No new RAWA efforts have cropped up in Congress yet. However, the media is linking donations by Adelson to Trump as seeking to influence policy on online gambling.
Rep. Jason Chaffetz (R-Utah), the leader of RAWA efforts in the House, said he is retiring, further clouding legislation’s chances.
RAWA mostly took the year off in 2016. Chatter had proponents of the online gambling ban “refining their position.”
An attempt by Sen. Lindsey Graham (R-South Carolina) to add pro-RAWA language to a larger spending bill didn’t make it to the finish line. And even if it had, it wouldn’t have actually changed the Wire Act.
The possibility of passing RAWA late in the year never materialized.
The Restoration of America’s Wire Act (RAWA) was reintroduced in both chambers of Congress in 2015.
The first version of Restoration of America’s Wire Act was formally introduced by Graham and Chaffetz in March of 2014.
A plan to hold a lame duck hearing on RAWA in the House was scuttled in late November 2014.
But the budget bill was ultimately passed without RAWA attached.
While the broad aim of the House and Senate versions have generally been aligned, there have been some points of difference between the bills.
In Sec 2(1)(C). HR 707 called for:
striking ‘‘placing of bets or wagers’’ and inserting ‘‘placing of any bet or wager’’
But S 1168 did not address that language and instead in Sec 2(1)(C) called for:
striking ‘‘or for information assisting in the placing of bets or wagers,’’;
In Sec 3(2)(B) the two bills took slightly different approaches to a lottery carveout.
Nothing in this Act, or the amendments made by this Act, shall be construed […] to alter, limit, or extend […] the ability of a State licensed lottery retailer to make in-person, computer-generated retail lottery sales under applicable Federal and State laws in effect on the date of the enactment of this Act;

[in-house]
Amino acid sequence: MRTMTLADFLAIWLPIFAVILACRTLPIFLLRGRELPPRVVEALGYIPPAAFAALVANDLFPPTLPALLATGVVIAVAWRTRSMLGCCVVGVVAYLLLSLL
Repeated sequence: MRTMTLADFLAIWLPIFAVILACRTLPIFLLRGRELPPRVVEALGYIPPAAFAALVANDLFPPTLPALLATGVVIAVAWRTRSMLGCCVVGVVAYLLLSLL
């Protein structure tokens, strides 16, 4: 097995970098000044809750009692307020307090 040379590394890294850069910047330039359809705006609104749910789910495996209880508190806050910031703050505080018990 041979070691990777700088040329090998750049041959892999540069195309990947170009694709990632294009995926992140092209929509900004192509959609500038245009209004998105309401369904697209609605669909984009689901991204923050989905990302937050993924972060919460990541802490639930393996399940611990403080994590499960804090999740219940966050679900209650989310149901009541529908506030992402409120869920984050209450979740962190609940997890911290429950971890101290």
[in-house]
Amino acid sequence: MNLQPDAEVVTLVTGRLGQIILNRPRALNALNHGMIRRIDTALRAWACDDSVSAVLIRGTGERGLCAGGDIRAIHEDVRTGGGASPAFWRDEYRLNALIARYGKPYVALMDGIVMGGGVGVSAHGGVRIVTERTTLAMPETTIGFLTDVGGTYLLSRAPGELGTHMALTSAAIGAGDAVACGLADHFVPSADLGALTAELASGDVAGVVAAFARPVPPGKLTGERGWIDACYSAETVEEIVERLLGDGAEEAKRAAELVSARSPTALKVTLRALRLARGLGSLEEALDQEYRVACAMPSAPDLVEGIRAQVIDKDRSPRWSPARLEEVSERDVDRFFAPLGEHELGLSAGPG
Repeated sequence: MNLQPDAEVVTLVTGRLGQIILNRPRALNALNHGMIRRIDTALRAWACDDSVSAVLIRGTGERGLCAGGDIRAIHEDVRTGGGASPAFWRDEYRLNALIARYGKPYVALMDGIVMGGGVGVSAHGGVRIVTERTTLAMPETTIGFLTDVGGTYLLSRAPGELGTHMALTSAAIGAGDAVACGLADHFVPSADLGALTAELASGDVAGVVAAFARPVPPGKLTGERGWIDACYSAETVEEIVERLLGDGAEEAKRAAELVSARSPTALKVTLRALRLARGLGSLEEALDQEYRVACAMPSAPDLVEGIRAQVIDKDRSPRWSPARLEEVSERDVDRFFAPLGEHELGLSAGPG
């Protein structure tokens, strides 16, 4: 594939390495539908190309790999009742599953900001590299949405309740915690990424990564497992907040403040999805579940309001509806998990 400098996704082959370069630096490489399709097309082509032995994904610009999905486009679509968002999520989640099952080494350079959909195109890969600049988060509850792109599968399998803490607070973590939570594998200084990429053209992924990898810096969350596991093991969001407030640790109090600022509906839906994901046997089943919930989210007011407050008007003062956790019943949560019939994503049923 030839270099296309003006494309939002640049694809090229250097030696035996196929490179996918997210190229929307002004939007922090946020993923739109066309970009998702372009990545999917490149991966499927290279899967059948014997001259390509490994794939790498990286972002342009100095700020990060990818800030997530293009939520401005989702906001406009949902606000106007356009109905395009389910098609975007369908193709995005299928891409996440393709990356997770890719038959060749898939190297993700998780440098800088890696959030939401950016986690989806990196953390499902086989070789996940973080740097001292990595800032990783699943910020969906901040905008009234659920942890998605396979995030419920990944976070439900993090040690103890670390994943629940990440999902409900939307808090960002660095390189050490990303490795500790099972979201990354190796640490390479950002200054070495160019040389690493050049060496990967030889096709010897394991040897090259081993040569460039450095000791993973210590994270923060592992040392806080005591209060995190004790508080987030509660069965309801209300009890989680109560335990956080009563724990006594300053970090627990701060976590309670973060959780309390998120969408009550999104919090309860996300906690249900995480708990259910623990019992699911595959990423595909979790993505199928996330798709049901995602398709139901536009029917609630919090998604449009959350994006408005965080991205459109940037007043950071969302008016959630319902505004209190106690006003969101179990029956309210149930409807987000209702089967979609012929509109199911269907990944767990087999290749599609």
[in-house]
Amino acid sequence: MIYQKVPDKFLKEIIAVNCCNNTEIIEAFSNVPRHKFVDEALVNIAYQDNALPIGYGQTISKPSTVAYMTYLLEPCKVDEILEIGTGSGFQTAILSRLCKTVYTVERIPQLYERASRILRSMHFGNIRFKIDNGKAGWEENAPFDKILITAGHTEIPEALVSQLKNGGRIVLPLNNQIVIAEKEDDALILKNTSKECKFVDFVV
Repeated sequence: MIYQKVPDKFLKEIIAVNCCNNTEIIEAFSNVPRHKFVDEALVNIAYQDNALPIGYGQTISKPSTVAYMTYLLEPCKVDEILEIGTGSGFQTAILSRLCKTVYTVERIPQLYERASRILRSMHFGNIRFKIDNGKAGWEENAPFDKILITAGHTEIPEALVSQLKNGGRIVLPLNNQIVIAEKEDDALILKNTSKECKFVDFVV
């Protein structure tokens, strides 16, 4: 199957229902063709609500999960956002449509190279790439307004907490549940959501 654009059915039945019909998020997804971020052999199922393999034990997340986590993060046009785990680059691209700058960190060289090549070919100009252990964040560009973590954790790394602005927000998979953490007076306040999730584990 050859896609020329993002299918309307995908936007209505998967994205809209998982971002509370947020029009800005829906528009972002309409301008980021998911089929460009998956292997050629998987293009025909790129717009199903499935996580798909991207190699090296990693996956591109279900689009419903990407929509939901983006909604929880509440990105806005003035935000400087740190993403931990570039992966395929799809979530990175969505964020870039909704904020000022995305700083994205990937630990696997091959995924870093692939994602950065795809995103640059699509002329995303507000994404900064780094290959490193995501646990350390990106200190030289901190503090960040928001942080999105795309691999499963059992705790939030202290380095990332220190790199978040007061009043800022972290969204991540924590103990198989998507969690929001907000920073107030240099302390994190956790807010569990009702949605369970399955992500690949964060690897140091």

Nothing in this Act, or the amendments made by this Act, shall be construed […] to alter, limit, or extend […] the ability of a State licensed lottery 15 (including in conjunction with its supplier) or State licensed retailer to make on-premises retail lottery sales, including through a self-service retail lottery terminal, or to transmit information ancillary to such sales (including information relating to subscriptions or fulfillment of game play), in accordance with applicable Federal and State laws;
S 1668 added a completely new exemption to Sec 3 via (2)(c), which stated that:
Nothing in this Act, or the amendments made by this Act, shall be construed […] to alter, limit, or extend […] the ability of a State licensed gaming establishment or a tribal gaming establishment to transmit information assisting in the placing of a bet or wager on the physical premises of the establishment, in accordance with applicable Federal and State laws;
Finally, HR 707 called in Sec 3(2)(c) for there to be no impact on “the relationship between Federal laws and State charitable gaming laws in effect on the date of the enactment of this Act.”
SB 1668 simply referred to “the relationship between Federal laws and State charitable gaming laws.”